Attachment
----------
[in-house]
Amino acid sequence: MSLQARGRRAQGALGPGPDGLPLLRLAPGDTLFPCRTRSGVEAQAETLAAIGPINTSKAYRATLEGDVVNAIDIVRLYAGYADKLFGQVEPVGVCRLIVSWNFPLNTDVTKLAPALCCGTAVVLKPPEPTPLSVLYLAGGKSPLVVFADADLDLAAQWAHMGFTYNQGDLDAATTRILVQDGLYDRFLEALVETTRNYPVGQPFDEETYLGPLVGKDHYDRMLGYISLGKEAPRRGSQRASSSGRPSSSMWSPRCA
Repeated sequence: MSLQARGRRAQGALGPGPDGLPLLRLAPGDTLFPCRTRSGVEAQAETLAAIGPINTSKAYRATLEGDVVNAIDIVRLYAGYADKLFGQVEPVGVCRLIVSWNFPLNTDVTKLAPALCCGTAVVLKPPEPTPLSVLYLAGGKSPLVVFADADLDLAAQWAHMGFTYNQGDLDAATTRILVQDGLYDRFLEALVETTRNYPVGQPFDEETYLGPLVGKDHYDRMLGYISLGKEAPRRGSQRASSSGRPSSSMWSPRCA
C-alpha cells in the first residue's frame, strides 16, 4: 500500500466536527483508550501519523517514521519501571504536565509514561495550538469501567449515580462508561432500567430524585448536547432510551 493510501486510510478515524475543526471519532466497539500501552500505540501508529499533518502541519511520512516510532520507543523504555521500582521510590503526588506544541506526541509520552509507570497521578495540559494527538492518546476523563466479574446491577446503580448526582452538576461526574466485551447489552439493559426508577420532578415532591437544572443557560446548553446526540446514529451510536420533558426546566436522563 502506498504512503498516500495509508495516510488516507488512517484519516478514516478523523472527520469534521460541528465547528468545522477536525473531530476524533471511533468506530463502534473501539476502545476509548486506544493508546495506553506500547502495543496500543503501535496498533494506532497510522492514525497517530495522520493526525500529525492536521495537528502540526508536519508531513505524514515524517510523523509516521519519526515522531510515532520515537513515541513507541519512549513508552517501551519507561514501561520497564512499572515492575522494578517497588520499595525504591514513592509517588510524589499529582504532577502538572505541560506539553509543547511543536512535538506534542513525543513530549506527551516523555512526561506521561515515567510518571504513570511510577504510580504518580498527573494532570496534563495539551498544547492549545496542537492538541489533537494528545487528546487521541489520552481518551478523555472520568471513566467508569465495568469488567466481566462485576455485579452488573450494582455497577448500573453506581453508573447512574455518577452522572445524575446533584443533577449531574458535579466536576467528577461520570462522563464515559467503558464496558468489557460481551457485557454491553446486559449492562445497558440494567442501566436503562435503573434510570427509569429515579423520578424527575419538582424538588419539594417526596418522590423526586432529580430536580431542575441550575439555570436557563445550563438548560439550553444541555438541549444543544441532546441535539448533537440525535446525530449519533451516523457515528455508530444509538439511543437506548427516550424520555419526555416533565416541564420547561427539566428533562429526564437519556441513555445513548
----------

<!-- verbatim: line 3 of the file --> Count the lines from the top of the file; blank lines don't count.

Repeated sequence: MSLQARGRRAQGALGPGPDGLPLLRLAPGDTLFPCRTRSGVEAQAETLAAIGPINTSKAYRATLEGDVVNAIDIVRLYAGYADKLFGQVEPVGVCRLIVSWNFPLNTDVTKLAPALCCGTAVVLKPPEPTPLSVLYLAGGKSPLVVFADADLDLAAQWAHMGFTYNQGDLDAATTRILVQDGLYDRFLEALVETTRNYPVGQPFDEETYLGPLVGKDHYDRMLGYISLGKEAPRRGSQRASSSGRPSSSMWSPRCA